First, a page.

In 2019, the Lahore High Court observed in Farooq v Federation of Pakistan (2018) that Pakistan had the world’s highest deforestation rate. To any citizen witnessing the rapid urban sprawl over the last decade, the disappearance of green spaces — plantations, parks, green belts, and urban gardens — has become synonymous with “development.” The transformative nature of urbanisation is converging with climate change in an ominous manner. Cities and towns are increasingly bearing the brunt of natural disasters such as urban flooding and smog. Increased utilisation of poor-quality fuels for transportation, power generation, and industrial purposes, coupled with deforestation, land use changes, and extensive infrastructure development contributes to increasing environmental pressures.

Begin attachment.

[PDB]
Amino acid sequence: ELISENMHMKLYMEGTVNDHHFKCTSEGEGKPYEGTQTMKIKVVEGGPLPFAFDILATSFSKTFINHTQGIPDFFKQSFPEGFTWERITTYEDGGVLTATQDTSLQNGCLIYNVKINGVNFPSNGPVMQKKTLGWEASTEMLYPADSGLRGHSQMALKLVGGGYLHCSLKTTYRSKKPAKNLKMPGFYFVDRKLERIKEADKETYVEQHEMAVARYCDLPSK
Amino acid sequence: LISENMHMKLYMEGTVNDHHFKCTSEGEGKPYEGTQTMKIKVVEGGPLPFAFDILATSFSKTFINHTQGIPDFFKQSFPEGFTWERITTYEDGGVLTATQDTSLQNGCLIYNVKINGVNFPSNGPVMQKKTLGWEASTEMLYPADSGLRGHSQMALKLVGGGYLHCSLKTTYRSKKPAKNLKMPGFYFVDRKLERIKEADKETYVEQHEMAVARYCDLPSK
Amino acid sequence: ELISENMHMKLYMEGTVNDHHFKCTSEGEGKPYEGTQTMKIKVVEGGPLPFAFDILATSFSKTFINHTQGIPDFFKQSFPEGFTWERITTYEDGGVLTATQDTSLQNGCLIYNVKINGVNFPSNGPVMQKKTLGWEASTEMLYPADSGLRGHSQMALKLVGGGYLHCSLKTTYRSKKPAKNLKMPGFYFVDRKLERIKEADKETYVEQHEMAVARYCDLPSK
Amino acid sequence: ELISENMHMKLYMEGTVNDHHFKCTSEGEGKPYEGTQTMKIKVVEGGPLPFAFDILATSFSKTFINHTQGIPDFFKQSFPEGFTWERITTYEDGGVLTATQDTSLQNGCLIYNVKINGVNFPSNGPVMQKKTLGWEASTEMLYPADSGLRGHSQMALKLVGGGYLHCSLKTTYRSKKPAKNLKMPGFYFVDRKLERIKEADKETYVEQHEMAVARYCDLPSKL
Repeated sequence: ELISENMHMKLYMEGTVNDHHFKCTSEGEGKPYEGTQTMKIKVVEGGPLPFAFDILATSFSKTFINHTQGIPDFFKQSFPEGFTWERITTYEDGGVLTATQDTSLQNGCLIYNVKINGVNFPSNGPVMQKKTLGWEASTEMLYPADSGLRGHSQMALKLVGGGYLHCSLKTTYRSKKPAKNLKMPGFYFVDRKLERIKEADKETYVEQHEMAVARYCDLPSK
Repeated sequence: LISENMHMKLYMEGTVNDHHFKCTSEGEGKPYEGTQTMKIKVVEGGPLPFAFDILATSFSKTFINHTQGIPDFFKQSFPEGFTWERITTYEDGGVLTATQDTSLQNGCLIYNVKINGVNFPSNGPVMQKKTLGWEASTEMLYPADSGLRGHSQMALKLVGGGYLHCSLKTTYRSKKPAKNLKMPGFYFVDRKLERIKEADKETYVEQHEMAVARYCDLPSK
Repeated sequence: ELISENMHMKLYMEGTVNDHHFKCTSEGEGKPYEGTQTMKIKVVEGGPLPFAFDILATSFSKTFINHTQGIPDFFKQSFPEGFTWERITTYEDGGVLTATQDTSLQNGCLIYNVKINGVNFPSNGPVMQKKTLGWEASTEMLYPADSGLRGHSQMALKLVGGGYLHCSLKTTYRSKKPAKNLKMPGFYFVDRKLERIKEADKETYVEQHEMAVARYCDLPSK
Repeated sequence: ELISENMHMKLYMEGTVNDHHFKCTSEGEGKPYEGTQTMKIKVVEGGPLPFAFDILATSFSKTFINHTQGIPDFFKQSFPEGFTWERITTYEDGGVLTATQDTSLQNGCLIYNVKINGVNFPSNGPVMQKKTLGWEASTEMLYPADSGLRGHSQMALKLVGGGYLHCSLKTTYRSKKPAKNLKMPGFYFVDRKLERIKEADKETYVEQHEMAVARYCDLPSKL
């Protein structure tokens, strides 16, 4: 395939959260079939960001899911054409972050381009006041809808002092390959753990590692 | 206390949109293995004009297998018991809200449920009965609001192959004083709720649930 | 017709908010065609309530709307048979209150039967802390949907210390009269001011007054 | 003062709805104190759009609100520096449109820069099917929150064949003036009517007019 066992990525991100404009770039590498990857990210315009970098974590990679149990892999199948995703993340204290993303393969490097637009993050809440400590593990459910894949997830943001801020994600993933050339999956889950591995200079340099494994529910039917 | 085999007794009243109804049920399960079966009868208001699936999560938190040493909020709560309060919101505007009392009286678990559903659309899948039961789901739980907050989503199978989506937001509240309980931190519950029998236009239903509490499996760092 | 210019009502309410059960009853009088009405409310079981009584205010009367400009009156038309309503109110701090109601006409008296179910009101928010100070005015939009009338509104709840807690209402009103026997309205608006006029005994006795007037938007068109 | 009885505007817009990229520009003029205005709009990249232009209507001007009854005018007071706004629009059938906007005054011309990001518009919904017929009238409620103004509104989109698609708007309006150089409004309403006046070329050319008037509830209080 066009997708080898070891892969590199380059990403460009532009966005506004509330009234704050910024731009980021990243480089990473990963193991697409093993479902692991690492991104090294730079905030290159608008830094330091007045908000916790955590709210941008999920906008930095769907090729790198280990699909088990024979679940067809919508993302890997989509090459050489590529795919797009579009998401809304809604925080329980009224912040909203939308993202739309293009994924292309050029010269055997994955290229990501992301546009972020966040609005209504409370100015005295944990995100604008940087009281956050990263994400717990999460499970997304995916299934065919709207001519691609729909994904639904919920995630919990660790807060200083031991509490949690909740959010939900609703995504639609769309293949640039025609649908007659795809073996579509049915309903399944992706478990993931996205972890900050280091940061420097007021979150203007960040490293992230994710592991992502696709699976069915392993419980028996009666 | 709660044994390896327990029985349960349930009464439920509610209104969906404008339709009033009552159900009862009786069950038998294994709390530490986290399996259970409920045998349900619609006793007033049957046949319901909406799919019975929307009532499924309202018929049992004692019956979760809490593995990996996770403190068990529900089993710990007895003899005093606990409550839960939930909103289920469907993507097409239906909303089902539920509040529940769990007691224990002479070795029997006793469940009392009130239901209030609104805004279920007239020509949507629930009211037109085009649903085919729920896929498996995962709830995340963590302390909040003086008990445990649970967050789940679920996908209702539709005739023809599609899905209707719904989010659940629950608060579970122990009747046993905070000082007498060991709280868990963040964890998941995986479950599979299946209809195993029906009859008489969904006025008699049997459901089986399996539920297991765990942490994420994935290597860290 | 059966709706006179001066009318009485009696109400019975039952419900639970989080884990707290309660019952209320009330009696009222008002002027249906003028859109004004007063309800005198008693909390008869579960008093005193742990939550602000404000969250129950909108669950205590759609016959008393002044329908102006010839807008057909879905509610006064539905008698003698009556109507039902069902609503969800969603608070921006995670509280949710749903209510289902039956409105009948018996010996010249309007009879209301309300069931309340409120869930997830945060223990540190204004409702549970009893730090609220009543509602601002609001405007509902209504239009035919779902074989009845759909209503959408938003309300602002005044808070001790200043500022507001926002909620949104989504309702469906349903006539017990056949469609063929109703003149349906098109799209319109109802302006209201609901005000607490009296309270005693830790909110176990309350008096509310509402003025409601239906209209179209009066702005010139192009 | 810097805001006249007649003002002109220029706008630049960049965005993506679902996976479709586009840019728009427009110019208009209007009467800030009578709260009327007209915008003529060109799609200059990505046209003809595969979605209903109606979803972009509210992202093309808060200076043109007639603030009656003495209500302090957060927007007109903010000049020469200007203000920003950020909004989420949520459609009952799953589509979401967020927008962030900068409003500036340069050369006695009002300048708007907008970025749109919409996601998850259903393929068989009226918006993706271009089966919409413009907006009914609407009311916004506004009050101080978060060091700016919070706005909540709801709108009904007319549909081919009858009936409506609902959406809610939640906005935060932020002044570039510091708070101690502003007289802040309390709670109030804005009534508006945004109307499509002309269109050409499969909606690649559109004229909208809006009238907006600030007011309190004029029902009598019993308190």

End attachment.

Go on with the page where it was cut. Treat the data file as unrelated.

Urban greening is emerging as a tried and tested approach to mitigate some of the impact of climate change. Green spaces not only increase the quality of the urban environment but also enhance local resilience and promote sustainable lifestyles by impacting the health and well-being of the residents. From an ecological standpoint, living greenery is the only “producer” in the ecosystem.
As the second largest city in Pakistan, Lahore has a surveyed population of more than 11 million. Urban sprawl is evidenced by the fact that the city’s population nearly doubled in merely 20 years (Pakistan Bureau of Statistics 2018). Detailed land cover change analysis of the district is given in the table below.
The aforementioned figures indicate that during the 7-year period from 2010 to 2017, the tree cover in Lahore fell by nearly 75 per cent.